On a family holiday to London last month, we decided to try a fun activity for kids with a difference – Strawberry picking. After much deliberation about where to go, we decided to go to a popular strawberry picking farm recommended by many friends – #Garsons picking farm in Esher in London (https://www.garsons.co.uk)
Brief history of the Garsons Farm
A heritage business, the origins of the Garsons Picking Farm go all the way back to 1871. George Henry, the second son of Mary Thompson, farming in Hersham, took the opportunity to move to West End Village in 1871, starting the business as is now known as Garsons.
The mixed farm gradually specialised in vegetable production, selling to greengrocers through the Borough Market by London Bridge. Following 100 years of successful marketing to London greengrocers the 1970’s heralded the rise of the Supermarkets and a great change in food marketing. Garson Farm was left out in the rush to procure cheap food from international suppliers. The family’s response to this was to produce a broader range of fruit and vegetables for the closest of customers and sell it all retail. Hence the horticultural business you see today after nearly 30 years of Pick Your Own.
(*picture and info courtesy Garsons website)
Our day at the Farm
We left in the morning for our picking adventure to ensure we had ample time to check out the farm at leisure. Our self-drive to Garsons Farm from London was about an hour and 45 minutes and we reached the farm to find a whole lot of people already present picking through the ‘fields’. On reaching the farm, we also realised that the farm offered many different “fields’ with different vegetables and fruits to choose from. Our favourites turned out to be potatoes (Indians love potatoes), corns, blueberries and strawberries and we started with corn and other vegetable fields. Fortunately, the weather was lovely and supported us with cool breeze and dark clouds and made the picking activity quite enjoyable.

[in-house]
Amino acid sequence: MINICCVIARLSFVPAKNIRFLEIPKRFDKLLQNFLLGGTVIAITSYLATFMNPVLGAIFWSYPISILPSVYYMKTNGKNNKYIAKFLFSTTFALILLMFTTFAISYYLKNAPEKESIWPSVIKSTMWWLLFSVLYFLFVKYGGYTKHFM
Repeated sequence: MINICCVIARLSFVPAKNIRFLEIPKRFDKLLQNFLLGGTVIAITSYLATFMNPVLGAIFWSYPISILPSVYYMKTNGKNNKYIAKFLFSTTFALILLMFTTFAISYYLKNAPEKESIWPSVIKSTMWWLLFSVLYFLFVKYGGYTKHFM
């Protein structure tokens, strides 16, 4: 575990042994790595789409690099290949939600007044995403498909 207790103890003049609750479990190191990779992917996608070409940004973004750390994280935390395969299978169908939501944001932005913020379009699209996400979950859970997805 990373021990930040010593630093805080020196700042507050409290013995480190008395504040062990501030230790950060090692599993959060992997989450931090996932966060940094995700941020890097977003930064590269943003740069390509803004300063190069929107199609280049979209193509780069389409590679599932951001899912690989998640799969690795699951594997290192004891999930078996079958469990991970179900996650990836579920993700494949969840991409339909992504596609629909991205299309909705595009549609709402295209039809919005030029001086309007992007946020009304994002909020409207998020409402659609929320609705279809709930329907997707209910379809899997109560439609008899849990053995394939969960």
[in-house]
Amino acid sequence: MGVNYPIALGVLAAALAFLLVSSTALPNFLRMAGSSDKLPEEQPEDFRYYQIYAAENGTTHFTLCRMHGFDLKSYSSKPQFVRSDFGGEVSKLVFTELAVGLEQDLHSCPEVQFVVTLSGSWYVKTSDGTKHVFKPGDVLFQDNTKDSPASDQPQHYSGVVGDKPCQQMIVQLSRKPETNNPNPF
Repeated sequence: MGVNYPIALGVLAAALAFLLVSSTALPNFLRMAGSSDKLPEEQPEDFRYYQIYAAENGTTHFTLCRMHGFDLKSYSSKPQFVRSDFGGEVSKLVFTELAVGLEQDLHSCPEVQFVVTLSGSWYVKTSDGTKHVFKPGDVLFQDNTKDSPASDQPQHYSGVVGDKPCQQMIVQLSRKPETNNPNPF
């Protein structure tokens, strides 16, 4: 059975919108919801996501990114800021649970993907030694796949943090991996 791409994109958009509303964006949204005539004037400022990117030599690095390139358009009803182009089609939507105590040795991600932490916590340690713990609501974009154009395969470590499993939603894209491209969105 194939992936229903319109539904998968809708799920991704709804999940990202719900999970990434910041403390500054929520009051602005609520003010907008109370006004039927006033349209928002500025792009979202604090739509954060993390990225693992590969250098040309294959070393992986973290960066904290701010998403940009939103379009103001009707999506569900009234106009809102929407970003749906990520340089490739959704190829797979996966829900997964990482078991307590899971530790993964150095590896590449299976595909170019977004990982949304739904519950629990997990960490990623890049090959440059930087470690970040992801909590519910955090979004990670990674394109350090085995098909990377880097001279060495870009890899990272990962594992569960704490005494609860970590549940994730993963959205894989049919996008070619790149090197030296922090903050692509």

We started with the corn and potato fields and enjoyed picking through the tall corn plants and digging the ground to look for potatoes.
Niece enjoying picking at the Farm
How it works
Entry to the farm is free and bringing your own car is the best way to go around the farm. Once you have picked the fruits or vegetables you need, you can make payment at the Payment Counters located next to each field. Eating fruits or vegetables is not allowed and you can carry your own bags for the pickings, though you are provided with baskets in fruits and berries sections. All cars are checked at exit and therefore hiding strawberries is also not allowed
Our favourite section at the Farm – Strawberry Picking
Finally, recapping the post with pictures of the field that we loved the most – Strawberry Field. As far as you could see, it was strawberries and strawberries all over. Kids in the family enjoyed this section the most and collected baskets and baskets of strawberries. Hope you enjoyed reading this post and do try and visit Garsons whenever traveling to London.
Till then, Cheers and keep traveling,
Standing tall and majestic, the Jaisalmer Fort needs no introduction to the world – a UNESCO declared World Heritage Site and one of the largest forts in the world, the Jaisalmer Fort, also holds the unique distinction of being the ONLY LIVING FORT in the world – a distinction that remains unparalleled for this magnificent monument till date.